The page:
Common Problem: Staying centred between the skis
This is a very common problem in skate skiing and comes from an inability to stay balanced over your glide ski. You can identify this problem if you see a skier with his torso centred between his skis, rather than getting his body directly over each ski. This takes quite a lot of strength and stability in the hips, knees and ankles. It also takes a lot of balance. That’s why it’s better to slow down and really try to find your balance on the glide ski.
One indication that you are balanced on your glide ski is if the ski is flat, rather than angled on one edge as it’s gliding. It’s easier to do this is you keep your leg bent, rather than straight. The value of balancing more perfectly on your ski is that when it comes time to push, you will be able to add more of your weight to your push. Every centimetre further you can move over your ski will translate to a much more powerful leg push.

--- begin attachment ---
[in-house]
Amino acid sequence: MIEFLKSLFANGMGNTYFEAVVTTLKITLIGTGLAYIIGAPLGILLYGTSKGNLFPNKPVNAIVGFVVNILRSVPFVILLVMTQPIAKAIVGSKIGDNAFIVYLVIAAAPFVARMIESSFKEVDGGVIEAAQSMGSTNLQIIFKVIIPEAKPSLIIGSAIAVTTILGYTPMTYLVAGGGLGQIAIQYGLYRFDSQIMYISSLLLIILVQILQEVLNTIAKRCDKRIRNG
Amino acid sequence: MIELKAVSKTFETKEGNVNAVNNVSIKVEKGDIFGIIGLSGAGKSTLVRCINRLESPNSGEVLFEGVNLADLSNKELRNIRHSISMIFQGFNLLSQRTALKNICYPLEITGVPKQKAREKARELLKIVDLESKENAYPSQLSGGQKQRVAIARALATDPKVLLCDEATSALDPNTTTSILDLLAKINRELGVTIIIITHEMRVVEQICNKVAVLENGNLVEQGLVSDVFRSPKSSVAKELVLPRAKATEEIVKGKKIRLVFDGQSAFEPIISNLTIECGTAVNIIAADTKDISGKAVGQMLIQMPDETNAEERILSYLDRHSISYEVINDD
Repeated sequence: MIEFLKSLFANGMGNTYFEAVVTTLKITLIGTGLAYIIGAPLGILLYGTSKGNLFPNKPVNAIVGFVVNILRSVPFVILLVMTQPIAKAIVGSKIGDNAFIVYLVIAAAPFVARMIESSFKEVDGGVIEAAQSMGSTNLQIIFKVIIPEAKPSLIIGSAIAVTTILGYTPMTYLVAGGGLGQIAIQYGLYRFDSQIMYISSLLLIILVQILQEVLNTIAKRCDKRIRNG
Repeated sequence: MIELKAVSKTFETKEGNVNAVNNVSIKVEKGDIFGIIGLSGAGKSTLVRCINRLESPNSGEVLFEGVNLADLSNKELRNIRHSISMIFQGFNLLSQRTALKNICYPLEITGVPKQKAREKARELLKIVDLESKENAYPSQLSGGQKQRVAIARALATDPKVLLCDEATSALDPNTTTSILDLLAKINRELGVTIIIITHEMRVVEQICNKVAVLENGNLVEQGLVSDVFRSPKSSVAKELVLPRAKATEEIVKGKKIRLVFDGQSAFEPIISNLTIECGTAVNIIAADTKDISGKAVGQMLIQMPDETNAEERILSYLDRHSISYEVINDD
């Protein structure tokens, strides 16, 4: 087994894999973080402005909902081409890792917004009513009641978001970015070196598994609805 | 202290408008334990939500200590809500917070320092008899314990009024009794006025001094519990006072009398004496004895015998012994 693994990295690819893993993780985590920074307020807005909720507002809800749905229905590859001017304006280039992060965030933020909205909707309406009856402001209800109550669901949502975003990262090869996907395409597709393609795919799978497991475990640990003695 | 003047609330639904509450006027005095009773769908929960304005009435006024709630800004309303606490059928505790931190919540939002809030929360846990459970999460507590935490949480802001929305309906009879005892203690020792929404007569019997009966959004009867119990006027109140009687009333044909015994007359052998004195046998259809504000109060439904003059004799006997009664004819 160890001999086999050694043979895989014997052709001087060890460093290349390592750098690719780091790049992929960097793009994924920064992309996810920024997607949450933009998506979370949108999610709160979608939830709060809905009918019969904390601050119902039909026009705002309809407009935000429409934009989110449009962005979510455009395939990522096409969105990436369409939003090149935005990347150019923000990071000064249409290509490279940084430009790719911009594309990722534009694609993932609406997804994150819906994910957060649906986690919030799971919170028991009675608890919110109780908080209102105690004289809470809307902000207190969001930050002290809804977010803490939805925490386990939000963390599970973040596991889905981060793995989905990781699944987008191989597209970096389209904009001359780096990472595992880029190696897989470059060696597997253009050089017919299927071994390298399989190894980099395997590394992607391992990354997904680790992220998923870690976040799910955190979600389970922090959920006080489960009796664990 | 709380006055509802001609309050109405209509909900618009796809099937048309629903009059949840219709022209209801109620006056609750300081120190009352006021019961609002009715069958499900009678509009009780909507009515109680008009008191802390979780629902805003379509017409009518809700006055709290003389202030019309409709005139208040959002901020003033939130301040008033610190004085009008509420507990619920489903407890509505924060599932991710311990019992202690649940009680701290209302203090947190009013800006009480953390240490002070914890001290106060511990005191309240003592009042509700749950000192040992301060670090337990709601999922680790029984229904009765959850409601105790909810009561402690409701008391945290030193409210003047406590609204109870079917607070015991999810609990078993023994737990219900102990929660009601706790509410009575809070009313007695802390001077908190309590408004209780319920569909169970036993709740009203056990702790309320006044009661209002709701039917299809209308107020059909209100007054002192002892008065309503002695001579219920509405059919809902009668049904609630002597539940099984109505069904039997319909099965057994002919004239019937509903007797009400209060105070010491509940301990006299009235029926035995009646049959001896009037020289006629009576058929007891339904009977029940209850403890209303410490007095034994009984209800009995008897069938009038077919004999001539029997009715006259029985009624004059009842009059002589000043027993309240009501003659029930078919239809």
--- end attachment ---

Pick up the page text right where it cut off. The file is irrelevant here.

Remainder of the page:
So that last pass, I would say, is my best ability to interpret “staying centred”, versus committing to one ski or the other. You end up being very leg driven instead of being whole body driven.
Kim: The advantage of skiing like that – I think the reason people like that – is it’s so much easier for them to find their edges and push against the snow.
Oh yeah. Just now I was able to develop way more speed just naturally doing it that way. Easily. But when it comes time – nice moves!- But when it comes time to actually being efficient on your skis, it’s not the same level.